Falcons on Defense: Boldin's Run to Daylight
With the exception of New England's Wes Welker, no NFL receiver put up more yards after catch than Arizona's Anquan Boldin in 2008. His total of 595 yards after catch accounted for more than half of his regular-season total yardage (1038), and the Falcons got a taste of Boldin's skill in making big plays out of short passes with 9:10 left in the first half.
The Cardinals were up, 7-3, and had the ball at their own 29 on third-and-9. They want with a neat formation that head coach Ken Whisenhunt probably put together during his days as Pittsburgh's offensive coordinator. No team is more creative with bunch formations, where three receivers are lined up on a side, than the Steelers, and Whisenhunt brought that flavor to this play. The Cards went with a bunch left formation, with Boldin, Larry Fitzgerald, and Steve Breaston trips left. Boldin was bringing up the rear. At the snap, Boldin delayed his release, allowing Fitzgerald and Breaston to clear the initial coverage with their speed.
However, the real killer was that the Falcons dialed up a Cover-0 defense, with a blitzing defensive back (unidentifiable from the tape – it looked like safety Thomas DeCoud, but I can't be 100 percent sure), which gave Boldin a free release to the left flat on a little out route. Kurt Warner's pass went only five yards, and Boldin did the rest, outrunning Lawyer Milloy to the end zone. Arizona's offensive line soaked up the three-man front with Michael Boley playing the fourth at the line.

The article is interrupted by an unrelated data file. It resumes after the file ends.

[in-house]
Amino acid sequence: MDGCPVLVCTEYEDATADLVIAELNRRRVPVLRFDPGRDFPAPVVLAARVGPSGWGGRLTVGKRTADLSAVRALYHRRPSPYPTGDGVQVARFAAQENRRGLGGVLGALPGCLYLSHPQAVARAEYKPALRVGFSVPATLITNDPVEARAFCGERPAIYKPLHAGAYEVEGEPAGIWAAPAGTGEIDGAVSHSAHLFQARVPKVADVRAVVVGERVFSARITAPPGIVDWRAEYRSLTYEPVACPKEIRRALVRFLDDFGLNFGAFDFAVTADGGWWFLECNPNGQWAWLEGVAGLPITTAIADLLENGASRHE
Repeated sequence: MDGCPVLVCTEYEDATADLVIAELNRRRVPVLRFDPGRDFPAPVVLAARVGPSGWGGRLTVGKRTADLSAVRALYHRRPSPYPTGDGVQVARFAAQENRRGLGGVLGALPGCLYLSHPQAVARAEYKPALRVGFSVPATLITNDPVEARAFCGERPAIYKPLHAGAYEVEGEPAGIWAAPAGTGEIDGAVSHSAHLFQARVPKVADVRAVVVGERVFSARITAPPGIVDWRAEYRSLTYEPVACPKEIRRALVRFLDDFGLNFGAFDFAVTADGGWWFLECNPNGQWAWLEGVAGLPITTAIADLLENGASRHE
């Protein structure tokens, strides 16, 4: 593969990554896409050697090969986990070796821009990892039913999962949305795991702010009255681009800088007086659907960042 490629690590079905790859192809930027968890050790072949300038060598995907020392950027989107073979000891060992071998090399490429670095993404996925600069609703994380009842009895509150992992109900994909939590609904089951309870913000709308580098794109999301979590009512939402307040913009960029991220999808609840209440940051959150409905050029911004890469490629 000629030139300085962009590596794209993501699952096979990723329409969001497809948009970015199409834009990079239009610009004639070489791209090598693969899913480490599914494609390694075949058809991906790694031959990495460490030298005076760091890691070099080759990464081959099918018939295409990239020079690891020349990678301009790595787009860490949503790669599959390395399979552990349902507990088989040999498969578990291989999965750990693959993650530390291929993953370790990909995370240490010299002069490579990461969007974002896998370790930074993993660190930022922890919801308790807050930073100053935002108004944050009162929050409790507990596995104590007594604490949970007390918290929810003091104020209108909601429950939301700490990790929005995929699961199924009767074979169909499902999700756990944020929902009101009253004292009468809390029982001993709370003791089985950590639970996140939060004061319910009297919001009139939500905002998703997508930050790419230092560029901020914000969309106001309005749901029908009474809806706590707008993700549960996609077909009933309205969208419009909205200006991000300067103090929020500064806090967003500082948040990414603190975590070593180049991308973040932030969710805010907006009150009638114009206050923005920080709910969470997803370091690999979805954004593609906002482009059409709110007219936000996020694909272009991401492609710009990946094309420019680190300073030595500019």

The play is now seen by some as evidence that Milloy's speed is not at an NFL level anymore, but in truth, the Cards had the advantage before the ball was even snapped. You can't stop a three-man receiver set that talented with no deep safety help. And when Larry Fitzgerald's involved, the deep safety might not matter, either.
Falcons on Offense – Turner's Touchdown Run
That Boldin touchdown put the Cards up by 11, and things looked bleak for the boys in black, However, the Falcons answered with a 14-play, 77-yard drive that ended with a seven-yard touchdown run by Michael Turner. Turner's run was a textbook example of how the Falcons like to get their running backs going against playside, luring defensive lines away with zone blocking.
The Cardinals lined up with nine in the box, and Atlanta responded with a power set of sorts – tight end Jason Rader was lined up outside left tackle, and tight end Justin Peelle was an H-back to the left. Ovie Mughelli was the blocking fullback. At the snap, the entire protection slid to the right, except for Rader, who sealed the end at the left edge, and Peelle, who maintained position at the left tackle area. The Cardinals defensive front is known for playside overpursuit, and they lived up to their reputation – all defenders followed the line slide as Turner cut left with a wide-open lane to the end zone.
We'll be detailing Atlanta's power zone running game several times in this series – this play was but one example of the schemes coached up by offensive coordinator Mike Mularkey and offensive line coach Paul Boudreau.
Doug Farrar is the Publisher of FalconInsider.com. You can also find his work on Football Outsiders, ESPN.com, the Washington Post, and the Seattle Times. Feel free to contact Doug here.